My mailbox has been in a sorry state for quite a while.
Paint was chipping off of both the metal mailbox and the wood post that it sits on.
I finally did something about it this weekend, and I didn’t have to spend a penny. I had all of the necessary supplies (half a can of black satin spray paint; a smidge of leftover white primer and paint from the last time we painted the trim on our deck; and a partial roll of low-tack painter’s tape) in the basement.
After scraping off all the loose paint with a putty knife and giving the pieces a quick wash, I taped off the red flag and silver metal hardware. Then I sprayed the box with a thin coat of black paint.
I didn’t tape off the white post because I was going to paint that as soon as the black dried (and that only took a couple minutes).
The satin finish on the mailbox ended up buttery smooth. Next, I coated the post with some white primer (the old-fashioned way: with a brush) and when that dried, I covered the primer with paint (also the old-fashioned way).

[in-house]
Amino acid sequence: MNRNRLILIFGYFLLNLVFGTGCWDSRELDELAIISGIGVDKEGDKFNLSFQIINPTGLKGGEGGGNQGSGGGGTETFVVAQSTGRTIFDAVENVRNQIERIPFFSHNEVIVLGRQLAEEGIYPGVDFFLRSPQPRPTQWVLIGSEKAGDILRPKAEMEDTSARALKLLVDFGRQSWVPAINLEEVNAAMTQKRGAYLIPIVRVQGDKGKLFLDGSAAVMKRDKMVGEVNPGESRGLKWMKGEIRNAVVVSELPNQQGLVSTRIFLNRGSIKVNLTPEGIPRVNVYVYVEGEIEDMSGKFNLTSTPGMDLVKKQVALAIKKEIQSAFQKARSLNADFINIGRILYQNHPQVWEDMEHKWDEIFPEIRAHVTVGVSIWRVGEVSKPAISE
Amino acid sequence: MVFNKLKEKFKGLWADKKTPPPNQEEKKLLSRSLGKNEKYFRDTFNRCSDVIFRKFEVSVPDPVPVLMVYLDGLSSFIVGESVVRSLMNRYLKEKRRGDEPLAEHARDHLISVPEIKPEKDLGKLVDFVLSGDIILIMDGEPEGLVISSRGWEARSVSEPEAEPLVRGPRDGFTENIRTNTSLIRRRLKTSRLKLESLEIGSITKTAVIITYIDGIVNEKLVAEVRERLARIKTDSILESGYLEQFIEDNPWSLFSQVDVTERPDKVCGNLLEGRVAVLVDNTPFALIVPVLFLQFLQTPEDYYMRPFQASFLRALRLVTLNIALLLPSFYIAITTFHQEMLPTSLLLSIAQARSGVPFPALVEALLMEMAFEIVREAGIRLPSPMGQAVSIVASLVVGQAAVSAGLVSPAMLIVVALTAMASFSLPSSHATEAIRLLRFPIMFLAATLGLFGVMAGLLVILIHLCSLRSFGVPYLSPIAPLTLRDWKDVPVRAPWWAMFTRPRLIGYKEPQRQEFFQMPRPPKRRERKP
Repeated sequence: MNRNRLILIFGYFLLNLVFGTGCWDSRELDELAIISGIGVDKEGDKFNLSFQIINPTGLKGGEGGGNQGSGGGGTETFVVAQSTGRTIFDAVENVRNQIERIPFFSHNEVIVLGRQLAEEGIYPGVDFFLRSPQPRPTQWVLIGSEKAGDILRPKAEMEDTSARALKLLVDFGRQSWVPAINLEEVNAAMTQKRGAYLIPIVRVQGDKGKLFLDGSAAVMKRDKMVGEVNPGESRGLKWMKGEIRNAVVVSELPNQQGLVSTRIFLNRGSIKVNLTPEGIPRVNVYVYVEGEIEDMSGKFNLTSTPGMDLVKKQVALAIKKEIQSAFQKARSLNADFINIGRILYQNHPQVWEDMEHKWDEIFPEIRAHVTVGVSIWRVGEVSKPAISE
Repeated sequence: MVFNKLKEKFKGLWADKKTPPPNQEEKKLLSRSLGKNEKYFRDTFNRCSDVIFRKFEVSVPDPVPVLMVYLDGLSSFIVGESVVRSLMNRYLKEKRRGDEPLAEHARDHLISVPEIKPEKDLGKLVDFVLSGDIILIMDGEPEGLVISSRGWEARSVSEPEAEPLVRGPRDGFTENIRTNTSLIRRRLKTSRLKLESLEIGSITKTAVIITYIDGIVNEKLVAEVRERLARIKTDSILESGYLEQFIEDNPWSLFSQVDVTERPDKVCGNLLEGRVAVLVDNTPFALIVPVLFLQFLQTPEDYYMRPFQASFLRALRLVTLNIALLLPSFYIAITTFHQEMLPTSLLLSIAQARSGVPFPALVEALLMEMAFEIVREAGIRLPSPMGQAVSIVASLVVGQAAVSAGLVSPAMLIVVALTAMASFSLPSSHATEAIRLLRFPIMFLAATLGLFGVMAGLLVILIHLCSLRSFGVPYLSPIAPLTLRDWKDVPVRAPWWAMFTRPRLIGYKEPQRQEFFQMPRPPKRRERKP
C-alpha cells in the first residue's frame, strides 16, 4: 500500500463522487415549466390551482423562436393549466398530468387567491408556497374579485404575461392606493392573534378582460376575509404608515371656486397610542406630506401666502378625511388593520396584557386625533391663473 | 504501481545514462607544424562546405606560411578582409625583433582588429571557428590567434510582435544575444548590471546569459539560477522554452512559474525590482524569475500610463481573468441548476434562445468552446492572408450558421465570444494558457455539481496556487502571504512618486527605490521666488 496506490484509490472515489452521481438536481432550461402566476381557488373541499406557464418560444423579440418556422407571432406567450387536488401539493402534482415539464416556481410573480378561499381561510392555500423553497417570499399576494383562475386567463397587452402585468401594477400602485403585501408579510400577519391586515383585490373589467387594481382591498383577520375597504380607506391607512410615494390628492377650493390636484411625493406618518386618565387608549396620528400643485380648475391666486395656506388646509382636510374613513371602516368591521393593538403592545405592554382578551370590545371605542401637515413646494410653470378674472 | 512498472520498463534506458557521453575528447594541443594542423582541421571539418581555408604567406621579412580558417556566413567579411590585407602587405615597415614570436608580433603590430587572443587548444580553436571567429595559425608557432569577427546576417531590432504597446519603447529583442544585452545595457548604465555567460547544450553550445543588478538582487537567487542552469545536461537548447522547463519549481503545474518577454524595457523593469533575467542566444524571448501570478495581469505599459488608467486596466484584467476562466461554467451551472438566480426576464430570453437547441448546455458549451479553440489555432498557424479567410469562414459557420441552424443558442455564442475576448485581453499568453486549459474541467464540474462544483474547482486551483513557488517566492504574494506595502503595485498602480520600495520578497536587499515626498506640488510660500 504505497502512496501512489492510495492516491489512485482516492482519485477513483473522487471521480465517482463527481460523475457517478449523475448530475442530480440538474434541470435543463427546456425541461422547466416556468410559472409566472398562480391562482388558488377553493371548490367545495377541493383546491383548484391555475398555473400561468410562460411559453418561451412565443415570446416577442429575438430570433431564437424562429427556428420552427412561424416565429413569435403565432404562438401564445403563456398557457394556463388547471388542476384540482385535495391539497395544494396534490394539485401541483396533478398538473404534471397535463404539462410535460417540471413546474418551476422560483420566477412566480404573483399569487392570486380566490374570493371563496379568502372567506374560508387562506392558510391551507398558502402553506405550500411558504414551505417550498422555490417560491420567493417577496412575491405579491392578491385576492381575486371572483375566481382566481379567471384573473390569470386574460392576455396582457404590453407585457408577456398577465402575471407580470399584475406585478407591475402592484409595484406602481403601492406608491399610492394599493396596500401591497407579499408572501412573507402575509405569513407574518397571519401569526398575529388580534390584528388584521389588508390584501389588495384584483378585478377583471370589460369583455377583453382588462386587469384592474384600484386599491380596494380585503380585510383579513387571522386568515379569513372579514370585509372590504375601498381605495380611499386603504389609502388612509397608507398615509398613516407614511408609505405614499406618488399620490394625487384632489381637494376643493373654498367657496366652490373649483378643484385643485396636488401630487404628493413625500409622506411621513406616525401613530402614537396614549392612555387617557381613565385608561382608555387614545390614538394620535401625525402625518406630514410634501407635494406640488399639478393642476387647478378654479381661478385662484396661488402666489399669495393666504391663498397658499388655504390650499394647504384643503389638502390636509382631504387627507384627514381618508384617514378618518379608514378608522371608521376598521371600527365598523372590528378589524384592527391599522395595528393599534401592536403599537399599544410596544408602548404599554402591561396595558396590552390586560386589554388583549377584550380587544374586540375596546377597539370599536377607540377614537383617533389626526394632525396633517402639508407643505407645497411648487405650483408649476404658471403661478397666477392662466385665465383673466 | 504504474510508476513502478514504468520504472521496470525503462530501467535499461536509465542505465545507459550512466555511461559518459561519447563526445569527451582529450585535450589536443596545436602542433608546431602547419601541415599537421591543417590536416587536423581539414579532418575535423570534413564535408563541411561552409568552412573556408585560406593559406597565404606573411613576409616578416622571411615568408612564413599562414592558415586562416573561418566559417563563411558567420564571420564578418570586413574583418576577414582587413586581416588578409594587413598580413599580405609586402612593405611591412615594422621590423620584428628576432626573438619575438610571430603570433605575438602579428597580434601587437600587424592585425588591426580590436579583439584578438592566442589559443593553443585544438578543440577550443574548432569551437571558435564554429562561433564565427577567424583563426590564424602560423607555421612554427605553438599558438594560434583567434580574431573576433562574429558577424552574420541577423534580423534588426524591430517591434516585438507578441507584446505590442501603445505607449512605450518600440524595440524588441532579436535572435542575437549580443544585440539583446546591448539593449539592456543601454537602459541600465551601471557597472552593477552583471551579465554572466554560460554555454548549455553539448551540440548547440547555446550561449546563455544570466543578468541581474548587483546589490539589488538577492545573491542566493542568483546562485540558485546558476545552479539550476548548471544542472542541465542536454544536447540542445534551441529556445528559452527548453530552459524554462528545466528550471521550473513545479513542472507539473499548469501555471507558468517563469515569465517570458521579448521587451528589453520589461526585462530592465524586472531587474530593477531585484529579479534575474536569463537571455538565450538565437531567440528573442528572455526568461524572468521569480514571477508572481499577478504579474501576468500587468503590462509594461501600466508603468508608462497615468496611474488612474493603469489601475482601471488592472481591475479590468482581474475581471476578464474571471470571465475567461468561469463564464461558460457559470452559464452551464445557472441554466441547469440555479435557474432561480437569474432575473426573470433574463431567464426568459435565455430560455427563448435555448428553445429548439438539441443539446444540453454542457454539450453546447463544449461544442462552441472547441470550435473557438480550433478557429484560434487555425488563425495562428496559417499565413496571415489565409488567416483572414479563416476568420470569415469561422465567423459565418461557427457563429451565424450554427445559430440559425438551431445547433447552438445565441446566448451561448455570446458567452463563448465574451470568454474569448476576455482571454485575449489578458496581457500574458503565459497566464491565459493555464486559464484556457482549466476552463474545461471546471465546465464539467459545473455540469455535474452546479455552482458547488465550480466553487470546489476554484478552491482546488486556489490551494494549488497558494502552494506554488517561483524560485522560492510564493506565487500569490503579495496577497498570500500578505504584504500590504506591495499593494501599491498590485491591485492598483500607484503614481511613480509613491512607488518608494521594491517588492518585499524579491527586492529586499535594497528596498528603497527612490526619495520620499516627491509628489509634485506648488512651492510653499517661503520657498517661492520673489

If you’re wondering why the post has holes in it, it’s because it used to be part of my son’s backyard swingset/jungle gym. When he got too old for it and the set started showing its age, my husband disassembled it and reused some of the pieces. I kind of like the holes; they add a little character to the mailbox.
I wanted to paint our house number on the side of the box, so I went inside to create a template in Photoshop. I decided to use Century Gothic and upped the point size until the numbers were 7 inches tall. Width-wise, they just fit on a legal-size sheet of paper.
I rubbed a piece of white chalk across the back of the paper, then positioned the numbers where I wanted them on the mailbox and taped them down.
To get the chalk to transfer onto the mailbox, I outlined the numbers with a sharp pencil.
When I peeled off the tape and paper, the numbers were faint but readable on the side of the box.
Unfortunately, some of the paint peeled off along with the tape. (Grrr.) I decided to fill in the numbers with white paint first and worry about touching up the black later.
I touched up the spots where the tape had removed the black paint by squirting a dab of the spray paint into an empty plastic container, then painting it on with a detail brush. After I wiped off the rest of the chalk dust, the mailbox was ready for action.
Here’s the flag side: